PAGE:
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sts.components.contact.mr.placeholder Dr. Johannes von Karczewski
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sts.components.contact.mr.placeholder Sebastian Webel
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Mr. Arthur F. Pease

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81739 Munich
Germany

Pictures of the Future
The Magazine for Research and Innovation
 

Electromobility

eHighway: The First Public Road Use

Trucks equipped with electric pantographs are traveling a public road for the first time in June 2016. Siemens installed the two-kilometer eHighway north of Stockholm. The technology is expected to prove itself in practice there by 2018.

Trucks equipped with electric pantographs are traveling a public road for the first time. Siemens has installed an overhead line for electric and hybrid trucks in Sweden. Two diesel hybrids from automotive maker Scania are being powered by electricity here, thus running exhaust-gas free. Siemens installed the two-kilometer eHighway north of Stockholm. The technology is expected to prove itself in practice there by 2018.

Experts expect freight transportation to triple by 2050. So in spite of an expansion of the rail network, considerably more trucks will be taking to the road. As a result, traffic in Sweden, for example, causes more than one-third of the country’s CO2 emissions. Almost half of that comes from freight traffic, which is why the country has decided that by 2030, its transportation sector will be independent from fossil fuels. But because of the increase in freight traffic, expanding rail capacity isn’t going to be enough. Instead, some solution has to be found to decarbonize road freight traffic. Electrified highways might be an optimum addition to the picture here. In a two-year trial run, Sweden wants to find out whether the Siemens eHighway system will measure up for permanent future use.

Twice as Efficient as Carriage via Diesel Truck

eHighway is an energy-efficient, low-emission solution that Siemens developed for heavily traveled short-haul truck routes. It includes overhead electric lines for the highway, and electric or hybrid trucks with intelligent pantographs to pick up current. A sensor system enables the pantograph to automatically make and break contact with the overhead line at speeds as high as 90 kph. As long as there’s an overhead line, the trucks generate no local emissions at all. On conventional roads, depending on what type of drive they use, they switch over to diesel, gas or battery mode. An eHighway, with about 80 percent efficiency, is about twice as efficient as transport via a diesel truck. That’s because electric drives are more efficient. On top of that, transmitting electricity via overhead lines is very environmentally friendly – efficiency here is 99 percent. The eHighway’s energy efficiency increases even further if the trucks recycle electric braking energy back to the supply network.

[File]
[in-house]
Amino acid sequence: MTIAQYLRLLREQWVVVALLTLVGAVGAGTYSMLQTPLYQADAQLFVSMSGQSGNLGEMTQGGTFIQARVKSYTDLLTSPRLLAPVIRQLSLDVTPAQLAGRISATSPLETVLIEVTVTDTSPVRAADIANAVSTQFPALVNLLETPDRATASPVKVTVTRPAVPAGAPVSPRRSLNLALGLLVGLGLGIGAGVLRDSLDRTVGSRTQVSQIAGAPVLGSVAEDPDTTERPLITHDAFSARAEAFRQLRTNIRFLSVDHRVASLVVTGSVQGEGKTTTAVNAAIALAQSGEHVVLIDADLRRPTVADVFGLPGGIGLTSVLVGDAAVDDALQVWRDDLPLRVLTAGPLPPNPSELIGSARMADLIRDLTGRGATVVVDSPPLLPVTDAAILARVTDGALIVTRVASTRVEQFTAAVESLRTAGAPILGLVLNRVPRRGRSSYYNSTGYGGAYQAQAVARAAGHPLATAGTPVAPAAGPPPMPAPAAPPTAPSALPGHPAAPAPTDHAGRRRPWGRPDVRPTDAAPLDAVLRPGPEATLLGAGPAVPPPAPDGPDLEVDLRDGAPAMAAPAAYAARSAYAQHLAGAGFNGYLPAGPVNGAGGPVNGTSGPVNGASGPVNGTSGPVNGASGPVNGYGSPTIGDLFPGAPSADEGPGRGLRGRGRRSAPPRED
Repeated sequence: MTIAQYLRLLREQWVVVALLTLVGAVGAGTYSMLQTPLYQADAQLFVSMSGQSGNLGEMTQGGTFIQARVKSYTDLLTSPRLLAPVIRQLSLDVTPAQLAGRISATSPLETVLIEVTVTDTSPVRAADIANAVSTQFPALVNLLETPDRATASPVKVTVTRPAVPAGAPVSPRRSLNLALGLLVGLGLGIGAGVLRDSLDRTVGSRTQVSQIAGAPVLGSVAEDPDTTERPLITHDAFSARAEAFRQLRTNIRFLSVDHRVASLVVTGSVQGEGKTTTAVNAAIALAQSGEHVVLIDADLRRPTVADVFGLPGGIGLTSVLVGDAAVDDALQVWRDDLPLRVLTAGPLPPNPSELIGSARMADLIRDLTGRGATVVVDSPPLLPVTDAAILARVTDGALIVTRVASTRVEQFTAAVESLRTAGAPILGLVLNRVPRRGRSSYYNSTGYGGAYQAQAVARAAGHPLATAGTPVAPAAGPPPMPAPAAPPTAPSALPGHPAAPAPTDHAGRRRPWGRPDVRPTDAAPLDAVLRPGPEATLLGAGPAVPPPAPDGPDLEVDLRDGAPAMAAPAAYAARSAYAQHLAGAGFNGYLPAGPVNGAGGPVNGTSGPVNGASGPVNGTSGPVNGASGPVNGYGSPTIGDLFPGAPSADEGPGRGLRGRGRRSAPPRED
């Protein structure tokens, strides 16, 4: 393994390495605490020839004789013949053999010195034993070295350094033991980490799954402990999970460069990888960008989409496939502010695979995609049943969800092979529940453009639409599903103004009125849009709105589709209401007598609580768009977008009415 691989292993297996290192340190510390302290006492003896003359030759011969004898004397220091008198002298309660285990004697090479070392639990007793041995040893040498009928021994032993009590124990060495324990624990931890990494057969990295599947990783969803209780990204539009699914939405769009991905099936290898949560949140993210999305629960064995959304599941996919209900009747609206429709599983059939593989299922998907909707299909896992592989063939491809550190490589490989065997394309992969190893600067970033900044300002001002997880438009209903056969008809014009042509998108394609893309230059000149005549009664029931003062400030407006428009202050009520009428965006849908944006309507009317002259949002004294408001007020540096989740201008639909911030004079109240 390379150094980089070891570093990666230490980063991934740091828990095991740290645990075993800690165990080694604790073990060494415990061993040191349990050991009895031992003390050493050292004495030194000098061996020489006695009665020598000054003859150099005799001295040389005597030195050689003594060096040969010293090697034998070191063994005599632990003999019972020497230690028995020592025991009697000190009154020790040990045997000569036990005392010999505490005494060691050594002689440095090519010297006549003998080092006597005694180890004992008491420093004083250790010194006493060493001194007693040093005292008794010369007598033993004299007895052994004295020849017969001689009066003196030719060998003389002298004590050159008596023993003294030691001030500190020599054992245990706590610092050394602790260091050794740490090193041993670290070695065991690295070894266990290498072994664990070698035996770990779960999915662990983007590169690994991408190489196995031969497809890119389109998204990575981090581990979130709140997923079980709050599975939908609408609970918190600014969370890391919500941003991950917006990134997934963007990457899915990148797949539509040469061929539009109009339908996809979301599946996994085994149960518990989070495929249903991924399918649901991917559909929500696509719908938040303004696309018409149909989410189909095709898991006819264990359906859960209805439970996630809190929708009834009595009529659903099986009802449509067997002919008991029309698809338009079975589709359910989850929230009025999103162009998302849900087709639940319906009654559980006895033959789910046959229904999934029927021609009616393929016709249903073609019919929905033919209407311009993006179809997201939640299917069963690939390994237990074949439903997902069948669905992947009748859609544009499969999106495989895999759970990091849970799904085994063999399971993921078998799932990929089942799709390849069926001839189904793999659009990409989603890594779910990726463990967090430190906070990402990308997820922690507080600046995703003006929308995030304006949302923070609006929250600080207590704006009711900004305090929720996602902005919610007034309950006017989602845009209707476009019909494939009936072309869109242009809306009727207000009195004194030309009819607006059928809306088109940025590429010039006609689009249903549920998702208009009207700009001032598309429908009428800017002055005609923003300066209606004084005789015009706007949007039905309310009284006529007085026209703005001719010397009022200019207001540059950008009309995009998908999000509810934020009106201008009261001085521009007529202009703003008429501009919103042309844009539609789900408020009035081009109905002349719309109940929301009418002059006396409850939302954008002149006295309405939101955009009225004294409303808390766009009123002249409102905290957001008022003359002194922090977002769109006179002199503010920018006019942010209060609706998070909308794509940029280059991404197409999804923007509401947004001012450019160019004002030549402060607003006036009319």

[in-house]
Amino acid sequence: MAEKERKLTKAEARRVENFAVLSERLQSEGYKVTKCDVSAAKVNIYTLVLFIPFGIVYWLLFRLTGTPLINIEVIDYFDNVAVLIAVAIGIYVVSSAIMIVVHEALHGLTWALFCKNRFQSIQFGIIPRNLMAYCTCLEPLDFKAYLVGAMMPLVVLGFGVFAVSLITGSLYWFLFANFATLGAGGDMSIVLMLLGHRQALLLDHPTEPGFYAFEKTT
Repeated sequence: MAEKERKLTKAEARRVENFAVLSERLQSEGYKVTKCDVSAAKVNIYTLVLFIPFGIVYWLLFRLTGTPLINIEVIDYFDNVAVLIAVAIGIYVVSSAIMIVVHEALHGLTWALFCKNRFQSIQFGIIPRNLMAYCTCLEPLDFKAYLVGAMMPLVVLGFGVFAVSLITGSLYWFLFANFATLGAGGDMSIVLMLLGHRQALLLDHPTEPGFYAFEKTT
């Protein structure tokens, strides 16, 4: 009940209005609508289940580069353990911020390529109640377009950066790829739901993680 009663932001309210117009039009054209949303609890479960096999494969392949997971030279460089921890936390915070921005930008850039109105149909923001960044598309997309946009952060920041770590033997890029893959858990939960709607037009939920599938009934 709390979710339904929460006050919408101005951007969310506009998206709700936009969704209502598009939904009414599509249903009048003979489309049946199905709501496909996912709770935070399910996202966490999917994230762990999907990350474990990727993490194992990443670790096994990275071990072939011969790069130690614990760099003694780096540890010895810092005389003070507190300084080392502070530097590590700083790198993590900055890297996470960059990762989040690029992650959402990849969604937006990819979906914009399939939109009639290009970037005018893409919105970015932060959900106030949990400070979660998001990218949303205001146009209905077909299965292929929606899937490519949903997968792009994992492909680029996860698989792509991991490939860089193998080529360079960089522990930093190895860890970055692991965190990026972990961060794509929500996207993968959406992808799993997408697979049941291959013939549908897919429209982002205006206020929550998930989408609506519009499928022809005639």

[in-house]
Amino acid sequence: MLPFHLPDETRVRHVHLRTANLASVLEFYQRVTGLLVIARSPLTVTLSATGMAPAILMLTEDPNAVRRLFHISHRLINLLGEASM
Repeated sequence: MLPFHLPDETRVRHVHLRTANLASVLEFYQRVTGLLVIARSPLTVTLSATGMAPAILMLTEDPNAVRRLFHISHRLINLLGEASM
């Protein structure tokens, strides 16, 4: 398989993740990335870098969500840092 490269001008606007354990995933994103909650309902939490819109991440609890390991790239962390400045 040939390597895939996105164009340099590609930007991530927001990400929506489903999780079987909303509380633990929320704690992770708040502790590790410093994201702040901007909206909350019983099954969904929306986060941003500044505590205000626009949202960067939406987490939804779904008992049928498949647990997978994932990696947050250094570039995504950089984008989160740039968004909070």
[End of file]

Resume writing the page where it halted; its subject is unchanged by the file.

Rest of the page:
Siemens has been working on the technology for eHighways since 2011 – highways on which electric-drive vehicles can draw electricity from an overhead line via a pantograph on the roof. As part of the ENUBA 1 research project for electromobility of heavy-duty utility vehicles to relieve environmental impact in metropolitan regions, Siemens has developed a complete concept for electric catenary-wire based operation of heavy utility vehicles, and tested its technical feasibility on a specially constructed test track north of Berlin. For the ENUBA 2 project, Siemens worked with Scania to develop a concept for electric, catenary-wire based operation of heavy utility vehicles and tested its technical feasibility. For this second research project, a bigger test track was initiated in Groß Dölln, mimicking conditions in real-life operation. In pilot projects in California and Sweden, Siemens is now demonstrating the eHighway system in public for the first time.

Julia Hesse / Norbert Aschenbrenner
Picture credits: from top: 1.picture Scania CV AB